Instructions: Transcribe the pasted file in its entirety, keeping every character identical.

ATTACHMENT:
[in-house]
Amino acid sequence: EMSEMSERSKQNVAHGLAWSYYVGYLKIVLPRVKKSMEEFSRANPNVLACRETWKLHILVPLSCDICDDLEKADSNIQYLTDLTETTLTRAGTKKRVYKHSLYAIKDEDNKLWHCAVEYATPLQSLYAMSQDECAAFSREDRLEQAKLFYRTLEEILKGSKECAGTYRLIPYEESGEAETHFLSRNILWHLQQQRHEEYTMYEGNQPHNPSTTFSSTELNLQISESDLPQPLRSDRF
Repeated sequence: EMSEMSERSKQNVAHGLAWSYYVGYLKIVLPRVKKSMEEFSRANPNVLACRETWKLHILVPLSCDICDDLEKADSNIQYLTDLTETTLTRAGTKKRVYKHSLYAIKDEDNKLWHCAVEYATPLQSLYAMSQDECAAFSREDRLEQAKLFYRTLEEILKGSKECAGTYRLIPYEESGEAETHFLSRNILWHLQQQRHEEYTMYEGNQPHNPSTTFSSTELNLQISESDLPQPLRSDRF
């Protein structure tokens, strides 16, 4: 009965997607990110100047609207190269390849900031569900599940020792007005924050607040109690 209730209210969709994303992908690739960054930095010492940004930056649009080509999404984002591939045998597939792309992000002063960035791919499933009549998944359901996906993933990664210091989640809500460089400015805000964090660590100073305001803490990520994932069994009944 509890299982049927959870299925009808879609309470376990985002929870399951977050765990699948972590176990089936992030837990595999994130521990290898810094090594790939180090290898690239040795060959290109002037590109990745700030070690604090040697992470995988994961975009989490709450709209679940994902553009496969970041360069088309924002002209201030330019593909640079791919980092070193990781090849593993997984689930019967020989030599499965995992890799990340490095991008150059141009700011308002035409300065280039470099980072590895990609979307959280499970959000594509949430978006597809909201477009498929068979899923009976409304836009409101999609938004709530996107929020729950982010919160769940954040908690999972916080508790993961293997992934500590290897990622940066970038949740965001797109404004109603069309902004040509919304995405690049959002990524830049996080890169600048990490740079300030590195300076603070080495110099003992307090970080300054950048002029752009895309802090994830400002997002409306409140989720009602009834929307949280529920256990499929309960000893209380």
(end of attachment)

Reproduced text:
[in-house]
Amino acid sequence: EMSEMSERSKQNVAHGLAWSYYVGYLKIVLPRVKKSMEEFSRANPNVLACRETWKLHILVPLSCDICDDLEKADSNIQYLTDLTETTLTRAGTKKRVYKHSLYAIKDEDNKLWHCAVEYATPLQSLYAMSQDECAAFSREDRLEQAKLFYRTLEEILKGSKECAGTYRLIPYEESGEAETHFLSRNILWHLQQQRHEEYTMYEGNQPHNPSTTFSSTELNLQISESDLPQPLRSDRF
Repeated sequence: EMSEMSERSKQNVAHGLAWSYYVGYLKIVLPRVKKSMEEFSRANPNVLACRETWKLHILVPLSCDICDDLEKADSNIQYLTDLTETTLTRAGTKKRVYKHSLYAIKDEDNKLWHCAVEYATPLQSLYAMSQDECAAFSREDRLEQAKLFYRTLEEILKGSKECAGTYRLIPYEESGEAETHFLSRNILWHLQQQRHEEYTMYEGNQPHNPSTTFSSTELNLQISESDLPQPLRSDRF
């Protein structure tokens, strides 16, 4: 009965997607990110100047609207190269390849900031569900599940020792007005924050607040109690 209730209210969709994303992908690739960054930095010492940004930056649009080509999404984002591939045998597939792309992000002063960035791919499933009549998944359901996906993933990664210091989640809500460089400015805000964090660590100073305001803490990520994932069994009944 509890299982049927959870299925009808879609309470376990985002929870399951977050765990699948972590176990089936992030837990595999994130521990290898810094090594790939180090290898690239040795060959290109002037590109990745700030070690604090040697992470995988994961975009989490709450709209679940994902553009496969970041360069088309924002002209201030330019593909640079791919980092070193990781090849593993997984689930019967020989030599499965995992890799990340490095991008150059141009700011308002035409300065280039470099980072590895990609979307959280499970959000594509949430978006597809909201477009498929068979899923009976409304836009409101999609938004709530996107929020729950982010919160769940954040908690999972916080508790993961293997992934500590290897990622940066970038949740965001797109404004109603069309902004040509919304995405690049959002990524830049996080890169600048990490740079300030590195300076603070080495110099003992307090970080300054950048002029752009895309802090994830400002997002409306409140989720009602009834929307949280529920256990499929309960000893209380």